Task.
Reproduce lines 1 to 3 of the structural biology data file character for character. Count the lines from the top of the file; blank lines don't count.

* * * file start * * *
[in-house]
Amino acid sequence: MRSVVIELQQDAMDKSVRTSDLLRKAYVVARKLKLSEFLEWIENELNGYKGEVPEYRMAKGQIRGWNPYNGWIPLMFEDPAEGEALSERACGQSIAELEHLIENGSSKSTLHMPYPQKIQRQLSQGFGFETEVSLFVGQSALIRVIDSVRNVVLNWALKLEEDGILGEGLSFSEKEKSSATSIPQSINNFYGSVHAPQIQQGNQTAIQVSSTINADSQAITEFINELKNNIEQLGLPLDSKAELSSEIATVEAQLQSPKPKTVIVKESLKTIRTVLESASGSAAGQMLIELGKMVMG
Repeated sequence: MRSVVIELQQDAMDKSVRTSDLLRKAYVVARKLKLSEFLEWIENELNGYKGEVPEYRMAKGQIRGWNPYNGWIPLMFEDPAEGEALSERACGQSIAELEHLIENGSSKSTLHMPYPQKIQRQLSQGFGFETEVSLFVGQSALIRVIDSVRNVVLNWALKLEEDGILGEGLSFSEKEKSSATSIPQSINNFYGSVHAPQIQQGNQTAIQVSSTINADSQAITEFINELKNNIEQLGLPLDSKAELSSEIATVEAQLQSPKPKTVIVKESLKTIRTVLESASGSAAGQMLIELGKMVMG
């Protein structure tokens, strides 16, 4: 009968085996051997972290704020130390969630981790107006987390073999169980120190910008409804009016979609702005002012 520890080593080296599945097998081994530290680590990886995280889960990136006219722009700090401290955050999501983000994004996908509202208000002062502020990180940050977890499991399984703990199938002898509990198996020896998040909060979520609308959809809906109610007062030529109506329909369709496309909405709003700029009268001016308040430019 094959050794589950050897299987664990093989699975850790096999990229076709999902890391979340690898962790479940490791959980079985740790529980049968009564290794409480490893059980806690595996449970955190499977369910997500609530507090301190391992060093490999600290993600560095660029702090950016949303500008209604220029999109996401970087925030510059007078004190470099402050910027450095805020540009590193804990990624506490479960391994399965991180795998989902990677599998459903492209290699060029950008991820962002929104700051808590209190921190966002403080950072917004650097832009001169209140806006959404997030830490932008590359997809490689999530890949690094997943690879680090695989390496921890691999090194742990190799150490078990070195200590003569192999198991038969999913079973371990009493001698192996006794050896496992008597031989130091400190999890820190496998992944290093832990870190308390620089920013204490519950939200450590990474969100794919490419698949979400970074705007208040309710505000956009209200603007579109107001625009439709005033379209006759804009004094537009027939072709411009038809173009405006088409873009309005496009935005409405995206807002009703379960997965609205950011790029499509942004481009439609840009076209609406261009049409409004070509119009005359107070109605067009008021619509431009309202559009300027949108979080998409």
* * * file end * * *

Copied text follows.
[in-house]
Amino acid sequence: MRSVVIELQQDAMDKSVRTSDLLRKAYVVARKLKLSEFLEWIENELNGYKGEVPEYRMAKGQIRGWNPYNGWIPLMFEDPAEGEALSERACGQSIAELEHLIENGSSKSTLHMPYPQKIQRQLSQGFGFETEVSLFVGQSALIRVIDSVRNVVLNWALKLEEDGILGEGLSFSEKEKSSATSIPQSINNFYGSVHAPQIQQGNQTAIQVSSTINADSQAITEFINELKNNIEQLGLPLDSKAELSSEIATVEAQLQSPKPKTVIVKESLKTIRTVLESASGSAAGQMLIELGKMVMG
Repeated sequence: MRSVVIELQQDAMDKSVRTSDLLRKAYVVARKLKLSEFLEWIENELNGYKGEVPEYRMAKGQIRGWNPYNGWIPLMFEDPAEGEALSERACGQSIAELEHLIENGSSKSTLHMPYPQKIQRQLSQGFGFETEVSLFVGQSALIRVIDSVRNVVLNWALKLEEDGILGEGLSFSEKEKSSATSIPQSINNFYGSVHAPQIQQGNQTAIQVSSTINADSQAITEFINELKNNIEQLGLPLDSKAELSSEIATVEAQLQSPKPKTVIVKESLKTIRTVLESASGSAAGQMLIELGKMVMG